Do commonly used indices of β-diversity measure species turnover?



Abstract. Indices of β-diversity are of two major types, (1) those that measure among-plot variability in species composition independently of the position of individual plots on spatial or environmental gradients, and (2) those that measure the extent of change in species composition along predefined gradients, i.e. species turnover. Failure to recognize this distinction can lead to the inappropriate use of some β-diversity indices to measure species turnover.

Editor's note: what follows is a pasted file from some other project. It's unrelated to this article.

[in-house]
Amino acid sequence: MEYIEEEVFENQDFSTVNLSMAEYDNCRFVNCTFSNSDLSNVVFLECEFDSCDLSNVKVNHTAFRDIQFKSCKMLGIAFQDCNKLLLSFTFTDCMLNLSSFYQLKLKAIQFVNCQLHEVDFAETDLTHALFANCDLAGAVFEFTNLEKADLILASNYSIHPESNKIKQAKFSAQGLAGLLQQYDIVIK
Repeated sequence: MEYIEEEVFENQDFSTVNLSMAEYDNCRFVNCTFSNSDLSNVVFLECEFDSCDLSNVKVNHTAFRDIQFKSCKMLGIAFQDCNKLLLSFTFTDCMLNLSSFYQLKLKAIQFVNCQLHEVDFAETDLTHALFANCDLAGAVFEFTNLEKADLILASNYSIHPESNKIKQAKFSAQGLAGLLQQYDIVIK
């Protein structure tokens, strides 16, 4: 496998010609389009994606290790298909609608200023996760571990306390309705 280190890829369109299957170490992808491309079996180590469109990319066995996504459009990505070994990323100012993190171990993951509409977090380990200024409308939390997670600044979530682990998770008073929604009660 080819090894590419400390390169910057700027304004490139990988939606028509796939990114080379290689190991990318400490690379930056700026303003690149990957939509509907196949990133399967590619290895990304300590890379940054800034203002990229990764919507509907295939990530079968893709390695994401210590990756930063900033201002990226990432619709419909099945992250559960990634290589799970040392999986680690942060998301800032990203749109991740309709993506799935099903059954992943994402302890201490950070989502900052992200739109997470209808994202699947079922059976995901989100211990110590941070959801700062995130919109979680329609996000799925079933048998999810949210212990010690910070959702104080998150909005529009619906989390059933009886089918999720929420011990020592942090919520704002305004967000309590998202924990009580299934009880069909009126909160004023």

Several commonly-used indices of β-diversity are based on Whittaker's βW (βW = γ/α, where γ is the number of species in an entire study area and α is the number of species per plot within the study area). It is demonstrated that these indices do not take into account the distribution of species on spatial or environmental gradients, and should therefore not be used to measure species turnover. The terms ‘β-diversity’ and ‘species turnover’ should not be used interchangeably. Species turnover can be measured using matrices of compositional similarity and physical or environmental distances among pairs of study plots. The use of indices of β-diversity and similarity-distance curves is demonstrated using simulated data sets.